It is often thought that cold fronts ruin bass fishing, but if you know where to look and understand some basic bass biology, you can be successful when the temperature drops and the barometer rises.
Cliff Pace says there are two keys to catching bass during a cold front:
- Savage Gear 3D Lizard
- Mustad Hook Denny Brauer Grip-Pin Max Flippin Hook
- Mustad Hook Grip-Pin Soft Plastic Hook
- Mustad TitanX Tungsten Worm Weight, 3/8oz
- TFO Tactical Elite 7'6" Xtra Hvy Flipping Rod
- HI-SEAS Grand Slam Braid - Green 65lb
Cliff Pace says the key to catching fish in the cold front is to slow down and look for areas that will hold the most heat. One tactic that fits this bill perfectly is flippin'. Bass suck tight to heavy cover for comfort and warmth during these cold conditions and it's easy to see why. Fish are cold-blooded creatures and are directly affected by the environment around them so as the temp drops, their desire to expend energy and feed drops with it.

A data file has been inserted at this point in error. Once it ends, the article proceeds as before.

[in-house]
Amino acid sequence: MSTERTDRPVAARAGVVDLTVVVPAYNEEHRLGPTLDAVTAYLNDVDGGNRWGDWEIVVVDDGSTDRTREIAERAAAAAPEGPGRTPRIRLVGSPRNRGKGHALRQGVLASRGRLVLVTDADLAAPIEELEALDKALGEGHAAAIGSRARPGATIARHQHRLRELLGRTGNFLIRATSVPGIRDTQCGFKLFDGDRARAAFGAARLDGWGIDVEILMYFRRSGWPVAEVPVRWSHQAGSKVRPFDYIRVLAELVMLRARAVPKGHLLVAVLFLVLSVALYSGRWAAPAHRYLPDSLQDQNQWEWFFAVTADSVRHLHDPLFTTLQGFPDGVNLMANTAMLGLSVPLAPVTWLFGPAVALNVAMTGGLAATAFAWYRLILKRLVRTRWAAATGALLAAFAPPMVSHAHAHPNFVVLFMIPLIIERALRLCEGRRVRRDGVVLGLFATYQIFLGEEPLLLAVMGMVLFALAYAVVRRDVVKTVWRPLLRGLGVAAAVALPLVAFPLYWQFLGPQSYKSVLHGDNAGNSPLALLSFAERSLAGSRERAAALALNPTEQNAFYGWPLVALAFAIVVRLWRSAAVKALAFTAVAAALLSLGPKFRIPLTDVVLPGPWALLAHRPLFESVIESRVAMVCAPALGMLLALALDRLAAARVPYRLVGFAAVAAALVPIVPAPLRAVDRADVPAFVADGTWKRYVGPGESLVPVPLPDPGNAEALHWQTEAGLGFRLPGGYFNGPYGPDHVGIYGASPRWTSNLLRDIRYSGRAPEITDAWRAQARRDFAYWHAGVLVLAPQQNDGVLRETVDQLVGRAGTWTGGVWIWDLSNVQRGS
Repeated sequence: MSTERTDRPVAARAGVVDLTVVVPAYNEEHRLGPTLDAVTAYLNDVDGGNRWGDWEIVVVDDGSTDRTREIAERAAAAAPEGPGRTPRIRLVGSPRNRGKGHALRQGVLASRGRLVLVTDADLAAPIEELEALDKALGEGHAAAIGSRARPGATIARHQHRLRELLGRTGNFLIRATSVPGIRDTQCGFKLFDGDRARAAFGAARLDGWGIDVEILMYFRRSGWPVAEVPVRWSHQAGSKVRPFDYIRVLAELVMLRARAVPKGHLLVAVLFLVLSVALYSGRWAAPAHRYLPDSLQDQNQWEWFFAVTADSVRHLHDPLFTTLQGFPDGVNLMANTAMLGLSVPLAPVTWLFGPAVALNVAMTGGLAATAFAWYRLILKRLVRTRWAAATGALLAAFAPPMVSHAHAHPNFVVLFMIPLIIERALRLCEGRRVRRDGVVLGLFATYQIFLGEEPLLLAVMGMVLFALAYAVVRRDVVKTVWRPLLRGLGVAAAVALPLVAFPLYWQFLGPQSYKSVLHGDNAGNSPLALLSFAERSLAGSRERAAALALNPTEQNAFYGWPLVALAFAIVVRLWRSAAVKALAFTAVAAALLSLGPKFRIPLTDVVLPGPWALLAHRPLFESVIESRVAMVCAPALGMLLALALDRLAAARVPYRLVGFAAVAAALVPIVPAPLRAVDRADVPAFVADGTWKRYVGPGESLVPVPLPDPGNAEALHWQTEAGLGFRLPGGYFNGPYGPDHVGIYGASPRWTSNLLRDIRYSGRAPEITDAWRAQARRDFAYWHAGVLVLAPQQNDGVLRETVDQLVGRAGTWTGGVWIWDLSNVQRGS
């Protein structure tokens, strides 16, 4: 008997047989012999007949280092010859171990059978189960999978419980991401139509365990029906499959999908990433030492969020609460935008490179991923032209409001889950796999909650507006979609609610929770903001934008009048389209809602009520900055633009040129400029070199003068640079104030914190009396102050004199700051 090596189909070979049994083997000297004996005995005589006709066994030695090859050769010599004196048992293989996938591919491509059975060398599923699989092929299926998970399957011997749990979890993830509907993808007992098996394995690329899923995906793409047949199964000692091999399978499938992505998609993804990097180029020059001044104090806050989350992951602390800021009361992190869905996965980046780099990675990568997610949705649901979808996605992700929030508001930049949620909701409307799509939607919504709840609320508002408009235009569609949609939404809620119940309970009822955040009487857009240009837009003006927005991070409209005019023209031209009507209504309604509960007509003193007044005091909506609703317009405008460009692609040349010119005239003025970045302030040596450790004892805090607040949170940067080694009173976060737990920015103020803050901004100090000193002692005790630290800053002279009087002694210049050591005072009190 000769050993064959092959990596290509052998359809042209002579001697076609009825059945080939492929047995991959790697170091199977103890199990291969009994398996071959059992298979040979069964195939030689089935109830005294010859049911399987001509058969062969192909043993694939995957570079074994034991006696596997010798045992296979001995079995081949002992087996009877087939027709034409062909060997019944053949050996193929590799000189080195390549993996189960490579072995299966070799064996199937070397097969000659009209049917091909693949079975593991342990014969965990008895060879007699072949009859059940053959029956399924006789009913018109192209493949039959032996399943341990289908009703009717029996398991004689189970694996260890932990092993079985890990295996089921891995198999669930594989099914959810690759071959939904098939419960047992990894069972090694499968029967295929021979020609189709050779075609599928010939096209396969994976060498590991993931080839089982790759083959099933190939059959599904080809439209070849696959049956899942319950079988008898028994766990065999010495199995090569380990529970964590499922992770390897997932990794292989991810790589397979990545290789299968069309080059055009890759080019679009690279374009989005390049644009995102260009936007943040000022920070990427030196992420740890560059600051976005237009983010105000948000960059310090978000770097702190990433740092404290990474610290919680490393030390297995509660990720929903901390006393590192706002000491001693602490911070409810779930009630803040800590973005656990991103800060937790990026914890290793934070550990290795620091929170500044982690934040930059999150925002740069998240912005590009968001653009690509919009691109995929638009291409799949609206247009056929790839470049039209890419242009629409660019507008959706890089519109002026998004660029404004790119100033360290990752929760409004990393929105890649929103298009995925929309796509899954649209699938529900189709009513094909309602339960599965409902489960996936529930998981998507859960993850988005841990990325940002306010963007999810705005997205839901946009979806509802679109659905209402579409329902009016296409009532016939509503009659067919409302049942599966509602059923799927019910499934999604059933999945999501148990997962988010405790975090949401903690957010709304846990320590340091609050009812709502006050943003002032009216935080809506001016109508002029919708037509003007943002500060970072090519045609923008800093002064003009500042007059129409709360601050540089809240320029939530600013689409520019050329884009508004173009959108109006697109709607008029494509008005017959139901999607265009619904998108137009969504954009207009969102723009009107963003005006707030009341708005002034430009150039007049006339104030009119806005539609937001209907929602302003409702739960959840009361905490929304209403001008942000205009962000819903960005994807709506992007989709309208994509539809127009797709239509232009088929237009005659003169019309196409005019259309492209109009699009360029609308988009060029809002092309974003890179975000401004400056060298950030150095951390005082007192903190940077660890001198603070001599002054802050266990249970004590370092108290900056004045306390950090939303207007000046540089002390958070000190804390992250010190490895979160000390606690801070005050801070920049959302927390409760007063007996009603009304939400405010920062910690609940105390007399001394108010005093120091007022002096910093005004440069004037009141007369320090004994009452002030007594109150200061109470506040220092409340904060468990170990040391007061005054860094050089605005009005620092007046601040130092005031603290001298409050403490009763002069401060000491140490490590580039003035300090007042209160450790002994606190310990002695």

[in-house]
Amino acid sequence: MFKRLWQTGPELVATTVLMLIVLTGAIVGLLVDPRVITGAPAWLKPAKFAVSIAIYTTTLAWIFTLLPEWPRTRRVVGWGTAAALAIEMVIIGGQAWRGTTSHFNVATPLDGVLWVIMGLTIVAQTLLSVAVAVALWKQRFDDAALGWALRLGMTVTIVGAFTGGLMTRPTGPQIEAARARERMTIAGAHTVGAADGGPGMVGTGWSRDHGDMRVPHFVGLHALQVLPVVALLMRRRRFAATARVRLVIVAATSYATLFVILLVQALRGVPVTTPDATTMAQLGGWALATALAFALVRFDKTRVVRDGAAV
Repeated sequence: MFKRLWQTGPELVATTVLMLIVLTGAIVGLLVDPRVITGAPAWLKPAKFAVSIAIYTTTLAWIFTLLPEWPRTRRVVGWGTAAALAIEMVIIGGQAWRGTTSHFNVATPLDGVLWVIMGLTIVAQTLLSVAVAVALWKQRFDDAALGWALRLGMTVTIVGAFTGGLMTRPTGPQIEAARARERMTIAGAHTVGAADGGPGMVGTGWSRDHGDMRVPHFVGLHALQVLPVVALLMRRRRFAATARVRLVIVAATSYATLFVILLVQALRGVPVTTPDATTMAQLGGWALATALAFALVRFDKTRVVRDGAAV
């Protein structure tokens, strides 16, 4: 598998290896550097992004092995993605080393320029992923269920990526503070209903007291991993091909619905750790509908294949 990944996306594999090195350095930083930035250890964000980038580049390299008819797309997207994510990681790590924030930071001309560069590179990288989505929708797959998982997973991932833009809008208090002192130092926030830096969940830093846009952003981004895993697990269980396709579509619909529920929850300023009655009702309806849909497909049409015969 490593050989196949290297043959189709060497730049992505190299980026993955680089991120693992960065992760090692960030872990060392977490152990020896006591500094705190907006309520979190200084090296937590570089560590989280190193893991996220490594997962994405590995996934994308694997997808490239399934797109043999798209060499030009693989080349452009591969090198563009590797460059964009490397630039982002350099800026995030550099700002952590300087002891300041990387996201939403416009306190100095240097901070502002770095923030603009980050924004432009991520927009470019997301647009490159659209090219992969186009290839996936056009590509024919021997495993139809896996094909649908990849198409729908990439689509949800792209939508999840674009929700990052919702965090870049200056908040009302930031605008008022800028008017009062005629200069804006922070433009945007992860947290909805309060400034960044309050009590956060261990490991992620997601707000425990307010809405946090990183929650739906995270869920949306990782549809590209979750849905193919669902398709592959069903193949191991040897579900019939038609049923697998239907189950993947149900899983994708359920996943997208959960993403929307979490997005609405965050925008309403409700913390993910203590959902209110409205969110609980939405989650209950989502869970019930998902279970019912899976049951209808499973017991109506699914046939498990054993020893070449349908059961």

When this happens fish are more apt to eat baits they don't have to work for. Cliff will often choose a lizard for this as it adds bulk and can be fished slowly. The thickness of the cover determines the size of the weight needed to penetrate to get to the fish but in general, you want to fish the lightest weight you can get away with so the bait doesn't go flying past them on the fall. Pace preaches the speed at which you fish to be the single most important thing. You need to focus on small areas that you can fish as thoroughly as possible.
Cliff focuses on the northern shores of lakes as they are sheltered from the cold north winds of winter. They also receive to most sunlight on a given day which makes them the warmest parts of the lake. Since this water can be limited, pace again chooses to fish these areas slowly and methodically. As the pre-spawn, spawn progresses, Big female bass seek out these areas to maintain energy to spawn and to help incubate the eggs. Which is just another reason to fish these high percentage areas.